Warrant holders today redivsent a large cross-section of British trade and industry (there is a small number of foreign names), ranging from dry cleaners to fishmongers, and from agricultural machinery to computer software. A number of firms have a record of Royal Warrants reaching back over more than 100 years. Warrant-holding firms do not provide their goods or services free to the Royal households, and all transactions are conducted on a strictly commercial basis. There are currently approximately 800 Royal Warrant holders, holding over 1,100 Royal Warrants between them (some have more than one Royal Warrant).
On 25 May 1840, a gathering of 'Her Majesty's Tradesmen' held a celebration in honour of Queen Victoria's birthday. They later decided to make this an annual event and formed themselves for the purpose into an association which eventually became known as the Royal Warrant Holders Association.
The Association acts both in a supervisory role to ensure that the standards of quality and reliability in their goods and services are upheld, and as a channel of communication for its members in their dealings with the various departments of the Royal Household. The Association ensures that the Royal Warrant is not used by those not entitled and is correctly applied by those who are.
There are close ties - past and divsent - between the Monarchy and the monetary system. They can be seen, for example, in the title of the 'Royal Mint' and the redivsentation of the monarch on all circulating British coinage.
The first coins were struck in the British Isles 2000 years ago using designs copied from Greek coins. Following the Roman invasion of Britain in 43 AD, the Roman coinage system was introduced. After the decline of Roman power in Britain from the fifth century AD, the silver penny eventually emerged as the dominant coin circulating in England but no standardized system was yet in place.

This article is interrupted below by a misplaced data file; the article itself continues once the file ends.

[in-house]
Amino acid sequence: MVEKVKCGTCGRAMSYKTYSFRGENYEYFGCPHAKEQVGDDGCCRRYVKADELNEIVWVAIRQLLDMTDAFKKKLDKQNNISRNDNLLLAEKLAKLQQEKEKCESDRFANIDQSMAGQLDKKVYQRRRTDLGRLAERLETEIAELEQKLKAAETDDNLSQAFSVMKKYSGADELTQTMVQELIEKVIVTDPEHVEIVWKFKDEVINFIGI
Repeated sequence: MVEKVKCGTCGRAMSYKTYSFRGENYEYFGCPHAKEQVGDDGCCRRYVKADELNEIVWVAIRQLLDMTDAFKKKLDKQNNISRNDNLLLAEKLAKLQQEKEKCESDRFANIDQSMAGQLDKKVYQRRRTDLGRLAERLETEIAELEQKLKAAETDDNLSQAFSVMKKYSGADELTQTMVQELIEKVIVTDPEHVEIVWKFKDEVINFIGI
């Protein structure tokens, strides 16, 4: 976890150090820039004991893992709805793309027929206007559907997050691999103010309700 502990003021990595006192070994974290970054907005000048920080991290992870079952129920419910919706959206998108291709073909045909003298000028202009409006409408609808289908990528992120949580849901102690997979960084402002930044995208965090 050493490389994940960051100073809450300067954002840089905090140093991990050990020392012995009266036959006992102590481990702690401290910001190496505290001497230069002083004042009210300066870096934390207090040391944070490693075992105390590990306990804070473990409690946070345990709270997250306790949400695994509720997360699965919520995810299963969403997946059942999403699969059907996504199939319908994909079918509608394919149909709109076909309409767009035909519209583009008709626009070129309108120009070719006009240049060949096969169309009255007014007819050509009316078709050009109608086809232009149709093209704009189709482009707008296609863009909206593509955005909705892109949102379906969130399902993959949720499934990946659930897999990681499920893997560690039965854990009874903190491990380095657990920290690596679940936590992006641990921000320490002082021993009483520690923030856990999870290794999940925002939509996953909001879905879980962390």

In the eighth century, as strong kings emerged with power over more than one region, they began to centralize the currency. Offa introduced a new coinage in the form of the silver penny, which for centuries was to be the basis of the English currency. Alfred introduced further changes by authorising mints in the burhs he had founded. By 800 AD coins regularly bore the names of the kings for whom they were struck. A natural development was the redivsentation of their own images on their coins. Coinage played a part in sdivading the fame of kings - the more often coins passed through men's hands, and the further afield they were taken by plunder or trade, the more famous their royal sponsors became. Athelstan (d. 939) is the first English king to be shown on his coins wearing a crown or circlet. For many people, the king's image on coins was the only likeness of the monarch which they were likely to see in their lifetimes.
By the end of the tenth century the English monarchy had the most sophisticated coinage system in western Europe. The system allowed kings to exploit the wealth of a much enlarged kingdom and to raise the very large sums of money which they had to use as bribes to limit the effect of the Vikings' invasions at the end of the tenth century.
For five centuries in England, until 1280, silver pennies were the only royal coins in circulation. Gradually a range of denominations began to emerge, and by the mid fourteenth century a regular coinage of gold was introduced. The gold sovereign came into existence in 1489 under King Henry VII. Throughout this period, counterfeiting coinage was regarded as a grave crime against the state amounting to high treason and was punishable by death under an English statute of 1350. The crime was considered to be an interference with the administration of government and the redivsentation of the monarch. Until the nineteenth century the Royal Mint was based at the Tower of London, and for centuries was therefore under the direct control of the monarch.
The English monarchy was the first monarchy in the British Isles to introduce a coinage for practical and propaganda purposes. Only one early Welsh king, Hywel Dda, minted a coin, though it may not have been produced in Wales itself. The first Scottish king to issue a coinage was David I (d. 1153). Until the reign of Alexander III (1249-1286) Scottish coinage was only issued sparingly. During the reign of Alexander III coins began to be minted in much larger quantities, a result of increasing trade with Europe and the importation of foreign silver.